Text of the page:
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“W” Hour: A Once-Yearly Moment When Warsaw Stops in Remembrance


W Hour is a moment’s pause that happens each year on August 1st in Warsaw, Poland at 5 pm sharp? In this article, we give you the story behind W Hour.

Sigismund's Column Plac Zamkowy Warsaw Poland for W hour
Sigismund’s Column, Plac Zamkowy, Warsaw, Poland. Taken by Lāsma Artmane via unsplash.com. [Public Domain].

If you find yourself in Warsaw at the end of July, you are likely to see posters all around town commemorating the Warsaw Uprising and reminding people about these difficult and tragic times from Polish history. 

The main event, which pays respect to the Warsaw Uprising and deceased insurgents who fought for freedom during World War II is called “W” Hour, or Godzina “W” in Polish.

In this article, you’ll find what “W” Hour is, how “W” Hour is commemorated in modern Warsaw, and why it is so important for Polish history.

What is “W” Hour?

“W” Hour is an event that honors the beginning of the Warsaw Uprising, which took place during World War II. Nowadays, every year on the 1st of August at precisely 5 pm, the whole of Warsaw freezes what they’re doing for just a minute. 

Just imagine: in various districts all around the city you can hear roaring alarms and sirens. They work as a call to action, or rather, inaction, to all residents of the capital of Poland. No matter where you are – outside, in your office, in a car, or even on public transport – people around you will stop, stand up, and spend a minute in silence to commemorate the heroes of the Warsaw Uprising. Even buses, trams, and cars unanimously stop in the middle of the road! And after just one minute of stillness, the city goes back to its normal routine. 

Many people gather in the main squares of the city with flares and Polish flags, but, regardless of where you will be at this moment, it is a truly unforgettable experience, whether you are a tourist and accidentally came to Warsaw at this particular time for a weekend or if you live here and witness “W” Hour every year.

Related Read: Warsaw Rising Museum (Warsaw’s 1944 Uprising)

The History of “W” Hour

So, I already mentioned that “W” Hour takes place exactly on the 1st of August at 5 PM.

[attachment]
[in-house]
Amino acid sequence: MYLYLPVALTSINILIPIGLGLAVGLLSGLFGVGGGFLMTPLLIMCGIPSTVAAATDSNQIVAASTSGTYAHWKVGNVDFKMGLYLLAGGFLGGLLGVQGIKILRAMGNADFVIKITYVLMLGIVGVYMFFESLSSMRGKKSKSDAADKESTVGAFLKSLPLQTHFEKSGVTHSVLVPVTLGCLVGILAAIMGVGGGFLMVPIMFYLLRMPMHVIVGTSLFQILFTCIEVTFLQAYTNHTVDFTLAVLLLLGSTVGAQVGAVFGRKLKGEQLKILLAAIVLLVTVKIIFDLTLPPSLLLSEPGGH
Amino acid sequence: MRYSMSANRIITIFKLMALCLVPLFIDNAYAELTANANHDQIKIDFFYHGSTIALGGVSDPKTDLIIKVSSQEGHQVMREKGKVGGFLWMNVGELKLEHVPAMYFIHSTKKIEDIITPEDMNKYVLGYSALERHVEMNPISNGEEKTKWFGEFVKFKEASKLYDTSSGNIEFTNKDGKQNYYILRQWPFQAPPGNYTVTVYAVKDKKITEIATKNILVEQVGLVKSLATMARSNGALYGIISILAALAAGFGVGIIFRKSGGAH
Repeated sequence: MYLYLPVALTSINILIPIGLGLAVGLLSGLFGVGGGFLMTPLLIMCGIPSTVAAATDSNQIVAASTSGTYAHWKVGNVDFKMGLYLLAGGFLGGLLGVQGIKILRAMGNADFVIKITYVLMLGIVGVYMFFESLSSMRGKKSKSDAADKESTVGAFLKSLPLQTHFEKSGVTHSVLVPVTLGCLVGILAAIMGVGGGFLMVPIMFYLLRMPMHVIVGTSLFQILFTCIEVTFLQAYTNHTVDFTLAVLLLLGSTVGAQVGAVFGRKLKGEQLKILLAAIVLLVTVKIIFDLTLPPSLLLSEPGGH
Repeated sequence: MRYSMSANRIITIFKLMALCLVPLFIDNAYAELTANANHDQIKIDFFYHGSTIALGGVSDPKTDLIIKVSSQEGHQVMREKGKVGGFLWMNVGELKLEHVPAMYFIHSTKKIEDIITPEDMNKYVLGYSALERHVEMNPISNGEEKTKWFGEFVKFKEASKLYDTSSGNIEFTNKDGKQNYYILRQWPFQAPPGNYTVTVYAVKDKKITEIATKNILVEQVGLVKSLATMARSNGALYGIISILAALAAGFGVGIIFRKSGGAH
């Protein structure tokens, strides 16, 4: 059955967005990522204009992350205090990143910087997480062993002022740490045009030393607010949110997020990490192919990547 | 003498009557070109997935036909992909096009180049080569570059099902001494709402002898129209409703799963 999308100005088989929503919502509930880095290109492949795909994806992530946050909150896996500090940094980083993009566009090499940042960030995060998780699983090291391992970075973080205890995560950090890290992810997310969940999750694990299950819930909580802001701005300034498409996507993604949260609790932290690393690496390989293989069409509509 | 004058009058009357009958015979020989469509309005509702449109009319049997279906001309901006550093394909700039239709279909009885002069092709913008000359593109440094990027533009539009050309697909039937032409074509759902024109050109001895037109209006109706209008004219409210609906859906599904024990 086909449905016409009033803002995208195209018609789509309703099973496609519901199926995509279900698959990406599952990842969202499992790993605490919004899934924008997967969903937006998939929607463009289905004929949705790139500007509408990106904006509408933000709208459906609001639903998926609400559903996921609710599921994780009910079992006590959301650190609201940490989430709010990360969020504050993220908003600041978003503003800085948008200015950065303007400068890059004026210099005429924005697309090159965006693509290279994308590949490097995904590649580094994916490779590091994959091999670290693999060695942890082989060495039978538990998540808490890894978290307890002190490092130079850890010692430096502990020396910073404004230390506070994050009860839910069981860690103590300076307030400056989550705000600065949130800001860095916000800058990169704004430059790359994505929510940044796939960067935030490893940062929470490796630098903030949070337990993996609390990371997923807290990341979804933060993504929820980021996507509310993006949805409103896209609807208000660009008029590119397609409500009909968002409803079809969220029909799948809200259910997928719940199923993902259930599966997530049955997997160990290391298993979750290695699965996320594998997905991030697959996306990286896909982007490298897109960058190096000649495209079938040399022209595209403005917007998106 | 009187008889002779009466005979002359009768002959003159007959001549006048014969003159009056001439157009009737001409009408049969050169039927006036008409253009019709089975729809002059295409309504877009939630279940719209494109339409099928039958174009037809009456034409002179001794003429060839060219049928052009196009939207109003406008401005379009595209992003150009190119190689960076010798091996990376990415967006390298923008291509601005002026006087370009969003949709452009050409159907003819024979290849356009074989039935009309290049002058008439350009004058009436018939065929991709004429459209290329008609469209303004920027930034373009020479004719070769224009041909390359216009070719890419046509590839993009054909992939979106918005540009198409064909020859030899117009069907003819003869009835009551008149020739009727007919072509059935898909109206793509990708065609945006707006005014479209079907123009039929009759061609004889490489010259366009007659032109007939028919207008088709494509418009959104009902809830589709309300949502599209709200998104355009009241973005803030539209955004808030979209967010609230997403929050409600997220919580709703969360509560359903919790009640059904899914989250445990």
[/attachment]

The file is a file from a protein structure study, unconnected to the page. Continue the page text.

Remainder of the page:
Wonder why?

In 1944, the Polish Home Army, which led the Polish Underground resistance, set an exact date to start the operation which aimed to free Poland from the Nazi occupation. By that time, Poland was under the oppression of the Nazi regime for 5 years, and people planned for a long time to start an uprising. 

On the 31st of July, 1944, it was agreed that the operation will start the next day, the 1st of August, at 5 PM, and the letter “W” comes from the Polish word wybuch or explosion. At that hour, the streets of the city were filled with people, so it would be easier for insurgents to get lost in the crowd of civilians.

It is interesting to note that, for many troops, it was difficult to keep the hour a secret and refrain from fighting till 5 pm, so the first open-fire happened around 2 PM, but nevertheless, the main battle started as scheduled at 5 pm.

Unfortunately, the Nazi army was prepared for any kind of rebellion, and even though the Polish Underground resistance had been preparing for this fight for some time, it was difficult to gather all the forces with one day’s notice. The next two months became one of the grimmest pages in the history of Poland, leading to thousands of deaths and to the utter destruction of the capital of Poland. 

If you want to learn more about the course of the Warsaw Uprising and why it was such an important part of the history of Poland, check out our article dedicated to Warsaw Uprising!

In our times, the tradition of commemorating the “W” Hour stays strong, and every year all residents of Warsaw stop for a minute on the 1st of August to honor the memory of people who gave up their lives fighting for Poland’s freedom. And, in my opinion, this is an admirable tradition, as remembering our history we remember the mistakes that were made and, hopefully, learn from them.

Related Read: The Ultimate Warsaw Travel Guide to Poland’s Capital City

Mariia Kislitsyna
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Mariia Kislitsyna
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